I recently had the opportunity to attend the National Center for Families Learning Conference in Fort Lauderdale, FL. Roughly a 1,000 professionals gathered to learn from each other and to strengthen work happening all over the country in early learning, family literacy, adult education, and two-generation learning.
Many of the sessions I attended focused on best practices for family engagement.
Research shows that students with families engaged in their education are more likely to:
- Learn to read faster
- Have higher grades and test scores
- Adapt better to school and have better attendance
- Have better social skills and behavior
- Take more challenging classes
- Get promoted
Those listed benefits are appealing to both families and educators, yet effective family engagement is difficult to cultivate and sustain. Dr. Maria Paredes asked us to look at family engagement in a new way. Instead of considering the instruction that takes place during the school day as the “main event” and family engagement as the “something extra,” she encouraged us to look at the number of hours our children are in school, and compare it to the number of hours they are awake and out of school. For our region, the comparison would look like this:
Are you shocked that students are in school only 14% of the time? I was. Our children are awake and out of school 53% of the time. Over half of the time children can spend learning, they are with their family members or other trusted community members. The role of family members and other community partners in our children’s success is critical. Developing family engagement programs, family learning opportunities, and community partnerships are even more critical when considering the number of hours in school compared to the number of hours out of school.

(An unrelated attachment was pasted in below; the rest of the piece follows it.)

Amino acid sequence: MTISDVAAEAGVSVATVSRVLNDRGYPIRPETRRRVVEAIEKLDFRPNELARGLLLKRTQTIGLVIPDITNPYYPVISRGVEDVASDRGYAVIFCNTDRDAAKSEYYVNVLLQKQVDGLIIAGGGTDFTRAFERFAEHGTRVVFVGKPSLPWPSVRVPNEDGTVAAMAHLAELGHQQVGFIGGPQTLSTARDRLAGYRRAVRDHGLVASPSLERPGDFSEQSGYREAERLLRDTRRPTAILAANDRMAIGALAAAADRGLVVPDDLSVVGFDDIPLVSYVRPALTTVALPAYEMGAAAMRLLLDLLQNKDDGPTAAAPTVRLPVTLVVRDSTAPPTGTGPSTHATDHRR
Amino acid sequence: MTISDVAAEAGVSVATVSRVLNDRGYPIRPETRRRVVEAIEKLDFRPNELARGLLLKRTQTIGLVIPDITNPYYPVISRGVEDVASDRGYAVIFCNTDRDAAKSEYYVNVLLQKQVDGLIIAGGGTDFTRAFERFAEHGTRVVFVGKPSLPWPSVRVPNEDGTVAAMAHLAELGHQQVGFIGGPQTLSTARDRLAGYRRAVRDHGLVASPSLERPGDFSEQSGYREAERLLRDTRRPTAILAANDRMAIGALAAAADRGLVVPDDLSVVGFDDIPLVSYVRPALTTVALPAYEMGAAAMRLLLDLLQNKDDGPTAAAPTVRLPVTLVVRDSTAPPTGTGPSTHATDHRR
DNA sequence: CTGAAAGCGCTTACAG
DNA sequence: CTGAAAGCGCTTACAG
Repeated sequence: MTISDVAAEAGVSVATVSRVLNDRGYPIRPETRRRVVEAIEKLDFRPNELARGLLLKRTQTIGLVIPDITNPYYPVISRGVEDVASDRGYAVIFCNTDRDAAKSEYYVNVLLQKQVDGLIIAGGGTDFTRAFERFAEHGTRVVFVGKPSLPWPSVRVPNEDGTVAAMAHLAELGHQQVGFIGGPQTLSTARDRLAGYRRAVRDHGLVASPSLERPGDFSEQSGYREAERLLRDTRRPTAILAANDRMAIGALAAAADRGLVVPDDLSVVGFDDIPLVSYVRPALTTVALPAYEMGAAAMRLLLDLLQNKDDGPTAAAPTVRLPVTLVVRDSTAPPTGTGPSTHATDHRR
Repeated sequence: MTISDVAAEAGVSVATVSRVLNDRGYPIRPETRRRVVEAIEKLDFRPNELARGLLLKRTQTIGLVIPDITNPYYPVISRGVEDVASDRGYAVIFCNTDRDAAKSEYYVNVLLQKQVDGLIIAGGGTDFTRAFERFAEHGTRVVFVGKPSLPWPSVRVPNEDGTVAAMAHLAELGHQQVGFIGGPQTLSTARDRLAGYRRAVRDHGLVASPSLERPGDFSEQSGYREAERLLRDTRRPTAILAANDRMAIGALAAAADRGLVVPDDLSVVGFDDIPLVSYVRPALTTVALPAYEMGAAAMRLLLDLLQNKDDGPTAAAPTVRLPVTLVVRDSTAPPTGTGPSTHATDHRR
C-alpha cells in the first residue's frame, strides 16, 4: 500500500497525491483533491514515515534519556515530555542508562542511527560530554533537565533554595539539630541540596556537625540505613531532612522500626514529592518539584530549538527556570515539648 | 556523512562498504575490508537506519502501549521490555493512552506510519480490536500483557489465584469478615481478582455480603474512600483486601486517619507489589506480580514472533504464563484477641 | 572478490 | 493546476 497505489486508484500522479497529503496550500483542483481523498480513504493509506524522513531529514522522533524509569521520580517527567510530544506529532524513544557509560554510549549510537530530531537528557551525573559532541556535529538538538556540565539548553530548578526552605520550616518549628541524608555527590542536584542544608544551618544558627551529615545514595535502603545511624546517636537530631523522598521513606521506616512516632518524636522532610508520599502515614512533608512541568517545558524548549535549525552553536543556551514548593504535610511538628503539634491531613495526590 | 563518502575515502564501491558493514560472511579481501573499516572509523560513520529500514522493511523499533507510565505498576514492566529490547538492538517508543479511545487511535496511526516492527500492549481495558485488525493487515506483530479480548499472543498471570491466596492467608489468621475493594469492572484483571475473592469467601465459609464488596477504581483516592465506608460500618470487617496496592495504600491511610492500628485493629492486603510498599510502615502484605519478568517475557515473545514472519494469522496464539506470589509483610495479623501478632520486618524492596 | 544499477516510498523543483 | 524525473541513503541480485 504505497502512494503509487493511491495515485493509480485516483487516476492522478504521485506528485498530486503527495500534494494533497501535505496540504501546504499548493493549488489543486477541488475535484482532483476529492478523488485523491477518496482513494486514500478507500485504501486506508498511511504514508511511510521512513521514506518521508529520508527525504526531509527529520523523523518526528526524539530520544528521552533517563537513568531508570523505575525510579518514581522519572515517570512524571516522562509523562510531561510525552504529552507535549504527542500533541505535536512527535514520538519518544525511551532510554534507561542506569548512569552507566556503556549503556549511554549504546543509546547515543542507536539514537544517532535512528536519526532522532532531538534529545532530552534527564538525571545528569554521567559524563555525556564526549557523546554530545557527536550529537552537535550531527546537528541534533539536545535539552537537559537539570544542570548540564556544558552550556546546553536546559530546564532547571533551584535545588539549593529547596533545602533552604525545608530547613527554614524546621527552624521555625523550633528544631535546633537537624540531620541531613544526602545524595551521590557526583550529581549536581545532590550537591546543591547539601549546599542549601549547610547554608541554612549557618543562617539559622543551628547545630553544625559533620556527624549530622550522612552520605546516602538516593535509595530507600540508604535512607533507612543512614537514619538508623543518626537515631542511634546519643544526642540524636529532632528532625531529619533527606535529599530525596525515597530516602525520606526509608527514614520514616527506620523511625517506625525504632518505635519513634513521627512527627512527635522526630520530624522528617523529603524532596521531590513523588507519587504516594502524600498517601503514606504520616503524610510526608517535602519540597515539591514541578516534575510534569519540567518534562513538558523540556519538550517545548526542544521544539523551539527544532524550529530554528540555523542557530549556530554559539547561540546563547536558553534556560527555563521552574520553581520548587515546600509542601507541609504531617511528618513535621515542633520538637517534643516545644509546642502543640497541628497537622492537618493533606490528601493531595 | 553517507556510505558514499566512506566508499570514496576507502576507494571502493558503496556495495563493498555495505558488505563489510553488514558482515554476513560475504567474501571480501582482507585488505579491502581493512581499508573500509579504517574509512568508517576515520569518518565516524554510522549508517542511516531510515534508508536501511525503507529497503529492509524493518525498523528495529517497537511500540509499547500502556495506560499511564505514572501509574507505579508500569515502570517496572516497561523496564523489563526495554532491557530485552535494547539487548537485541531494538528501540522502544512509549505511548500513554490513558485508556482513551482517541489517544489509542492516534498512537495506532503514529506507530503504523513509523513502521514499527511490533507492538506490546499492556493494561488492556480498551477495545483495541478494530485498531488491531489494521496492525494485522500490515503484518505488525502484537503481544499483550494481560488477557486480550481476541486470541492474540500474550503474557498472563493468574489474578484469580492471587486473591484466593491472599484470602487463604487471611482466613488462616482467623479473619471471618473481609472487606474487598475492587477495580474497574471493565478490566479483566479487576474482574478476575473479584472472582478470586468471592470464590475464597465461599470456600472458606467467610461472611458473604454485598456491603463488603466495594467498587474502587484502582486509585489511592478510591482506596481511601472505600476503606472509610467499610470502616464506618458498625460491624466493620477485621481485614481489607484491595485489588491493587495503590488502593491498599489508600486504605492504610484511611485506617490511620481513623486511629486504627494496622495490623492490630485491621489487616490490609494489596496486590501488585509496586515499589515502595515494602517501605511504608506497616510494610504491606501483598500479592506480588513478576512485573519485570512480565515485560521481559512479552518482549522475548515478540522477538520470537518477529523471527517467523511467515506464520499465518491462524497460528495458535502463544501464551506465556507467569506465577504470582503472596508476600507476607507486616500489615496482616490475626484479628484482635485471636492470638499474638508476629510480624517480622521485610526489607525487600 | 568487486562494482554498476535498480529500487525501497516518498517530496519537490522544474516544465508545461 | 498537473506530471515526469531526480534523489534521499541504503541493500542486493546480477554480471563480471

What does successful family engagement look like? I asked several educators and parents attending the Families Learning Conference and received the following answers:
- Parents feeling welcome at school and welcome in the classroom
- Teachers being comfortable sharing both positive and negative feedback with parents
- Parents, family members, and teachers forming relationships, maybe even friendships
- Family activities happening at a time when families can be present
- Teachers being able to share essential concepts with parents and working together to make sure the students have mastery of those concepts
- Parents feeling being at school is an important use of their time
- The whole family would like being at school
- Open Houses wouldn’t be the teacher telling the rules. Instead, the teachers could show parents how they can help their children with important content
- Parents wouldn’t judge the teachers, and teachers wouldn’t judge the parents. They would all just love the kids